6. Build the organization, and execute with power, speed, and agility.
    Once your company has gotten off the ground, it’s time to take another look at the organizational structure and to get feedback on your product from your customers. Always be testing and looking for responses from the user.
  7. Manage success when your company evolves from a startup to a large company.
    By this stage in the process, you’ve hopefully received some substantial investment that will help propel you from a startup to a much larger company. Look at your options for your company’s future: Should you sell, merge, find new investors, or go public? Here’s when you’re going to think strategically about the next 5 to 10 years (at least).
  8. Ensure the future: don’t stop innovating.
    Don’t stop innovating or you’ll find your company struggling. Your startup was born out of a desire to change the world, or at least the market — it can’t run out of steam now, can it?

Heard it before, but it’s different coming from Siri

“If You Really Want To Change The World” has a lot in common with business books already on the market, but what sets it apart are the examples that Kressel and Winarsky cite throughout. Instead of mentioning the likes of Airbnb, Uber, Facebook, Google, and Apple as pioneers in breakthrough technology, Kressel and Winarsky guide us through experiences laid out by SRI companies such as Nuance and, of course, Siri.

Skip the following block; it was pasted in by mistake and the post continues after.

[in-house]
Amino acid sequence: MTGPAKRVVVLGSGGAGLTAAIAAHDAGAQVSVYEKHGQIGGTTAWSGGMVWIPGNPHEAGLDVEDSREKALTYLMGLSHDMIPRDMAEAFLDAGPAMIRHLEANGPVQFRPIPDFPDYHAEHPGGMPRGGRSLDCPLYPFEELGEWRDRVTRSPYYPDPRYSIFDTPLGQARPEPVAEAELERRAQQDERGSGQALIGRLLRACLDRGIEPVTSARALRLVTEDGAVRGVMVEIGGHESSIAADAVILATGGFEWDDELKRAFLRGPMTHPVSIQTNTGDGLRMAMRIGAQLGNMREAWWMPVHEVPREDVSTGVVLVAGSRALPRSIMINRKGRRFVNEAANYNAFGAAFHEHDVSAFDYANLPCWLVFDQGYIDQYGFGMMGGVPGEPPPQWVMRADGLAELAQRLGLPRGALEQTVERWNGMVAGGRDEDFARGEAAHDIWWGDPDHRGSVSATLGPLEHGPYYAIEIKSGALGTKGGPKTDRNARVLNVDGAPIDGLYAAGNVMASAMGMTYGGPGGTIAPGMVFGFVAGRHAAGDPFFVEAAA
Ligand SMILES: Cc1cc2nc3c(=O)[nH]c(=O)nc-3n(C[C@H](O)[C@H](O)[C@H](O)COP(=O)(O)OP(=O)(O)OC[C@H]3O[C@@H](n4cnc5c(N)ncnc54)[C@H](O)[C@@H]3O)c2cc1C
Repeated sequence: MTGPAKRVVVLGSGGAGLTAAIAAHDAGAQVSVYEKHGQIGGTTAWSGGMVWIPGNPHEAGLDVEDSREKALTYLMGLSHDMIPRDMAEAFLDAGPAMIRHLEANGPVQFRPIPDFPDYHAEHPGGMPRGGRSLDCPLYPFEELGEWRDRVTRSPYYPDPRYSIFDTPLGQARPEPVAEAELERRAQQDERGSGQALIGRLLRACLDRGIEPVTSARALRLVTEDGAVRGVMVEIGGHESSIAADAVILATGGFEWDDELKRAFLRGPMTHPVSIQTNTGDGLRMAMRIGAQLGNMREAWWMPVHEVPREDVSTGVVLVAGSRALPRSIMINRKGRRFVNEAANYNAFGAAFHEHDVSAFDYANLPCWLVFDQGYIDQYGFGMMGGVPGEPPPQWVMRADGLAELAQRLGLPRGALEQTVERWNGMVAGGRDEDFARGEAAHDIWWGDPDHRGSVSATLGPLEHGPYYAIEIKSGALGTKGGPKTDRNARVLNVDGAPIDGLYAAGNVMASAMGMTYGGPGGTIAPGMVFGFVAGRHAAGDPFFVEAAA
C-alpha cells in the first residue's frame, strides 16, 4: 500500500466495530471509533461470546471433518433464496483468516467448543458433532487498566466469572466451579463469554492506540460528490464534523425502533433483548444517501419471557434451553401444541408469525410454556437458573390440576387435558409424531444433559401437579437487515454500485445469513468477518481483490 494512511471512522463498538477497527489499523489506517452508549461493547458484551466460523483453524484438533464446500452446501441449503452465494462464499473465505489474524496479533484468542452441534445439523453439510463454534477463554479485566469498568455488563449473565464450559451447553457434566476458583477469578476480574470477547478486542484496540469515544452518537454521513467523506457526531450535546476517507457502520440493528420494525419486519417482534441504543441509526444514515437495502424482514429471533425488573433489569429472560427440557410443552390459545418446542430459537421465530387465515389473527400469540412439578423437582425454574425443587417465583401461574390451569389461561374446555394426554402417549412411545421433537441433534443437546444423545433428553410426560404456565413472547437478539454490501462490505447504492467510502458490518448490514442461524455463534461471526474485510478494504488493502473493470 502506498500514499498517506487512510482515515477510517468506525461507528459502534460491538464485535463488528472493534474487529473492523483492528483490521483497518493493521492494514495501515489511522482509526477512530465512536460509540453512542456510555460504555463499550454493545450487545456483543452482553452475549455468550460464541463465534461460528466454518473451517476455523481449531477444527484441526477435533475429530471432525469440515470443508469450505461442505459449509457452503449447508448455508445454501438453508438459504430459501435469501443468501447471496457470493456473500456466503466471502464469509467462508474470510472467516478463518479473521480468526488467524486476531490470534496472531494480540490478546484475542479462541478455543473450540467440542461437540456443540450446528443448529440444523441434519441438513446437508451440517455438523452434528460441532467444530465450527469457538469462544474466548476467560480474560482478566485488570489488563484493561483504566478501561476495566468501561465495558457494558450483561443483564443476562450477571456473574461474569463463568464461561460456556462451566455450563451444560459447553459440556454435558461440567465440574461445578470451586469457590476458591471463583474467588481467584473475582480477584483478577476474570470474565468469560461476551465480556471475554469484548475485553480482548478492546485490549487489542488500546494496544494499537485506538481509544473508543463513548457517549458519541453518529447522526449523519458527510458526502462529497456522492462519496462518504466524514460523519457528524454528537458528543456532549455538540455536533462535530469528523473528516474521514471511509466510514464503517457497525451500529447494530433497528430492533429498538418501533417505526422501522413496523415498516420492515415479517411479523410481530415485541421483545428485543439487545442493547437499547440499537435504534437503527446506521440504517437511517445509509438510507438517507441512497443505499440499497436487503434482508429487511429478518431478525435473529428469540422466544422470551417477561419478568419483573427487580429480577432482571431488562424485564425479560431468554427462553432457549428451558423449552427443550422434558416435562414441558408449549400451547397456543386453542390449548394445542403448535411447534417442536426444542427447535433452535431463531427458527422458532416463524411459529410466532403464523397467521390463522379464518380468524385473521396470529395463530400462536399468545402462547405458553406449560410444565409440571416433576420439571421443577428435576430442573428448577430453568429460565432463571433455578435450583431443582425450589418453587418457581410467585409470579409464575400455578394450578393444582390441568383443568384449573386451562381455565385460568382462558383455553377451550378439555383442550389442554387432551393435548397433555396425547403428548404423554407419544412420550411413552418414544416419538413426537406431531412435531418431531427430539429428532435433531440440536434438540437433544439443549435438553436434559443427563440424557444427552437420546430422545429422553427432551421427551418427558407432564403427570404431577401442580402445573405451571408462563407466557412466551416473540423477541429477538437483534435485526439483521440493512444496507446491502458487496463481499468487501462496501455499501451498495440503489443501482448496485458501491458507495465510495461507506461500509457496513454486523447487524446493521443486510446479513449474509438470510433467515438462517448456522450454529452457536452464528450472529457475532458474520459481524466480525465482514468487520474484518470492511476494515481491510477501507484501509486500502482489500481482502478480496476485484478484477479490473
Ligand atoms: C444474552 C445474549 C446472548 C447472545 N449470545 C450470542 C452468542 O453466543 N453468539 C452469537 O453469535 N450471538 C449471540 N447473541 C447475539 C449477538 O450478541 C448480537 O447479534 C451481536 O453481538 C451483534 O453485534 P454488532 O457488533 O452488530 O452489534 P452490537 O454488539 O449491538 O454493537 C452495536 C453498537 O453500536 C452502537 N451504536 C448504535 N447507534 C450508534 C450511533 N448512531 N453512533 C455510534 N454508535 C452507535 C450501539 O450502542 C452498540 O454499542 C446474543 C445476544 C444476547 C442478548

Many know Siri as the feature on Apple’s popular iPhone, iPad, and Apple TV. But building an artificial intelligence assistant wasn’t easy. The opening chapters recount Winarsky’s experience building Siri, culminating in its acquisition by Apple.

“The breakthrough idea behind Siri was simple and powerful: in contrast with search engines, we decided that Siri would be a ‘do engine’ that would allow people to use their natural spoken language to get answers to their queries rather than by clicking on the smartphone; all the effort to get the answers would be done by Siri…Siri would allow people to buy tickets, make reservations, get the weather report, and find a movie by speaking into a smartphone. Siri would give them answers, not links.”

Henry Kressel

Above: Henry Kressel

Image Credit: Harvard Business Review

The book is filled with many interesting case studies, and this is an organization that should know something about breakthrough ventures. Besides Siri and Nuance, it has helped to contribute to speech recognition and translation products, created the real-time airline reservation system, developed LCD technology, invented the mouse, and created ARPANET, which gave rise to the Internet as we know it.

Certainly, Kressel and Winarsky have the backgrounds to speak with authority about creating long-lasting and market-changing technology. I have to say, much of what they cover has been written about before, and some of the concepts felt familiar. But if you want to look at the relevant case studies these innovators have to offer, along with their insights into an industry they know inside and out, then “If You Really Want To Change The World” may well be for you.

“If You Really Want To Change The World” is on sale now.